Alumnus captures life in Sacramento in new film to be shown at Crest Theatre

Director+Adam+Chollet%2C+back%2C+and+cinematographer+Stephen+Chollet%2C+front%2C+shoot+a+scene+for+%22Postponed.%22+The+short+film+tells+the+story+of+a+man+who+wishes+to+deliver+a+letter+he+found+in+an+old+military+jacket+to+the+writer%27s+lover.+

Courtesy of Adam Chollet

Director Adam Chollet, back, and cinematographer Stephen Chollet, front, shoot a scene for "Postponed." The short film tells the story of a man who wishes to deliver a letter he found in an old military jacket to the writer's lover.

Gabriela Mascoll

Sacramento State alumnus Adam Chollet had his original script chosen to be in “A Place Called Sacramento” Film Festival, a scriptwriting and short film production for local writers and producers.

Chollet’s script, “Postponed” was chosen out of the 40-70 submissions aiming to be in the top ten finalists and turned into a 10-minute film. PCS invites local scriptwriters to tell stories about life in Sacramento by holding workshops that help applicants with their scripts and filmmaking process.

“Postponed” tells the story of Tyler, a young man living in Sacramento. While on his daily bike ride, Tyler comes across an old military jacket hanging on a real estate sign. Tyler finds a letter in the pocket, and after reading it, comes to the conclusion that the man who owned the jacket died without the chance to deliver the letter to his lover. He feels it is his mission to deliver the letter, addressed to a person named Anne.

“The letter signifies that in life, sometimes, we don’t get a chance to change our mind,” Chollet said. “It brings an idea of closure and love lost. The character felt like words were left unsaid, and that he would help him by delivering the letter.”

Check out the film’s trailer below:

Chollet said he never thought to be a scriptwriter while he was attending Sac State. Instead, he chose to major in business administration. He soon realized after graduating that he liked writing and started working on producing his own scripts.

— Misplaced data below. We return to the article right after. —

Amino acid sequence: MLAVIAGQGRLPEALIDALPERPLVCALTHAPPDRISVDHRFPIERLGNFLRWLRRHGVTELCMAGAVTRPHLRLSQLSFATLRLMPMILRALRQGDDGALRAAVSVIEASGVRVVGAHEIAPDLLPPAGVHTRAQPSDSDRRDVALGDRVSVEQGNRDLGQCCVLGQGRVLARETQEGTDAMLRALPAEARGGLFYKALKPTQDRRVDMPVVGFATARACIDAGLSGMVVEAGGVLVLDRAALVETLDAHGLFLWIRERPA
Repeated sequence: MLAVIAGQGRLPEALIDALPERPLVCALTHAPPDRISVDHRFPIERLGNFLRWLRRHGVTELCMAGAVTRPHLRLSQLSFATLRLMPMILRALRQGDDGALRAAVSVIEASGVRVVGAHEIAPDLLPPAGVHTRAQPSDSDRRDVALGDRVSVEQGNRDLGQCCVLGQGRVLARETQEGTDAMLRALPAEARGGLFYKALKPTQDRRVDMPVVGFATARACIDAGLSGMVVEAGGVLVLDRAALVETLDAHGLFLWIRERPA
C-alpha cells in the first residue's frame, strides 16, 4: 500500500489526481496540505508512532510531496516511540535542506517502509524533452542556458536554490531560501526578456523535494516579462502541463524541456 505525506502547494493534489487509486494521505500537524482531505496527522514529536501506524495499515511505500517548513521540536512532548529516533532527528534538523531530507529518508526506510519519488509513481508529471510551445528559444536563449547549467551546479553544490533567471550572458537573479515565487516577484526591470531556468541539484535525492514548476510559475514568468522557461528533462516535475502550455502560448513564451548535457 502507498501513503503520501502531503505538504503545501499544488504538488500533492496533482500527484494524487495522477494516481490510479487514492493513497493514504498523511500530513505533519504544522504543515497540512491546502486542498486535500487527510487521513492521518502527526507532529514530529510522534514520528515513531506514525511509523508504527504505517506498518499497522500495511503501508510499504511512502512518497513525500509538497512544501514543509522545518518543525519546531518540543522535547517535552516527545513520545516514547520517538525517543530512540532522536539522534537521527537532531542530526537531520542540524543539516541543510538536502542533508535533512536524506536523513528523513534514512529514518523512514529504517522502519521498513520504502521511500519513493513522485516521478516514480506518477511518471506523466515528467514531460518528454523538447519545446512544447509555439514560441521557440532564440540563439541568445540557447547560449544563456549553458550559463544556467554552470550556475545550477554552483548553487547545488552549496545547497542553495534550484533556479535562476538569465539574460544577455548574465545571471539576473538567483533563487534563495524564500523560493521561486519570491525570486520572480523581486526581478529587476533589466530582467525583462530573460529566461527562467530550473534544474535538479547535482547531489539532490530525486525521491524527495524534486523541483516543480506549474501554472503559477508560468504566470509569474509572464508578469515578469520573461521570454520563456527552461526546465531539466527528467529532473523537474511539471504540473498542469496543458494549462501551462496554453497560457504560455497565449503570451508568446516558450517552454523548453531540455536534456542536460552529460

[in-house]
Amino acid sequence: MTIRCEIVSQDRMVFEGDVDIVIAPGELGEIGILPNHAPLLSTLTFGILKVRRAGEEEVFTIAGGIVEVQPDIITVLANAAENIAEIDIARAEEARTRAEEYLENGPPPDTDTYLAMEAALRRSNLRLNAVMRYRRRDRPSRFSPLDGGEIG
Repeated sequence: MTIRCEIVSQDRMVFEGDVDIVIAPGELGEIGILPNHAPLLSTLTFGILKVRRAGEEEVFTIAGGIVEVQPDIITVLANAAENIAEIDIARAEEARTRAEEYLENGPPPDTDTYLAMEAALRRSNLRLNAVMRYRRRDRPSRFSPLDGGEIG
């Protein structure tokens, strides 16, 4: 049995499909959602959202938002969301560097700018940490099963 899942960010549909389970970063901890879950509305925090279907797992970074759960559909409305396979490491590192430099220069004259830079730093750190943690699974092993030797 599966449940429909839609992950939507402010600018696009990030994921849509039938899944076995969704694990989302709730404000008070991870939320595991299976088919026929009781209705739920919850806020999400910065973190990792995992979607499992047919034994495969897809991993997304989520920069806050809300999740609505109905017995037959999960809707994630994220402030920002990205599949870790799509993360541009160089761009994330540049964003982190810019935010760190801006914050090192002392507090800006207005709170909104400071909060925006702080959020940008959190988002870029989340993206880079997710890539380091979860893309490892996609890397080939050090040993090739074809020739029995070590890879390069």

According to Gary Martin, the director of PCS and Access Sacramento, each film selected needed to be family-friendly so they could be shown to people of all ages on their cable TV channels. Their mission is to allow a film to be shown to everyone, which was one of the reasons why Chollet’s film got chosen.

Martin said the script submissions were reviewed three times by different sets of judges, which included professional filmmakers from the Sacramento area. The judges looked for scripts that were well-presented, met the 10-minute requirement, included no adult content and were personally picked for their target audience.

“Everything is a process,” Martin said. “The beautiful part of PCS is that it celebrates local filmmakers, actors and technical crew. It all gets featured on the big screen and sometimes starts their professional careers.”

Chollet’s work in filmmaking has become somewhat of a family affair. His father helped him with actor auditions for “Postponed,” and his cousin, Stephen Chollet, served as the film’s cinematographer.

“It feels great to see my film come together,” Chollet said. “Film is a very collaborative art form. The actors have their own way of portraying the characters, (and) everything that was shot came pretty darn close to the way I saw it, which was great.”

Verona Mhoon, who portrays the role of Anne, found Chollet’s way of directing different from other directors.

“(Adam is) a very good guy. Unlike most directors, he would tell you what to do, whereas others would tell you to portray the character yourself,” said Mhoon. “He is very calm, self-spoken, has no tension when directing and is a perfectionist. I would love to work with him again.”

Chollet had to cut a lot of scenes from the film in order to meet the 10-minute running time, something he said was hard for him to do because of how good he believed his original script was.

“I had numerous people come up to me and tell me that it should be a feature-length film,” Chollet said. “It was challenging because there was about 14 to 15 minutes of footage that I wanted to keep. The story moves along quickly, but the audience will understand it from beginning, middle and end.”

“Postponed” marks Chollet’s third film to be submitted to the PCS Film Festival and will premiere on Oct. 7 at the Crest Theatre.

For more information, go to accesssacramento.org.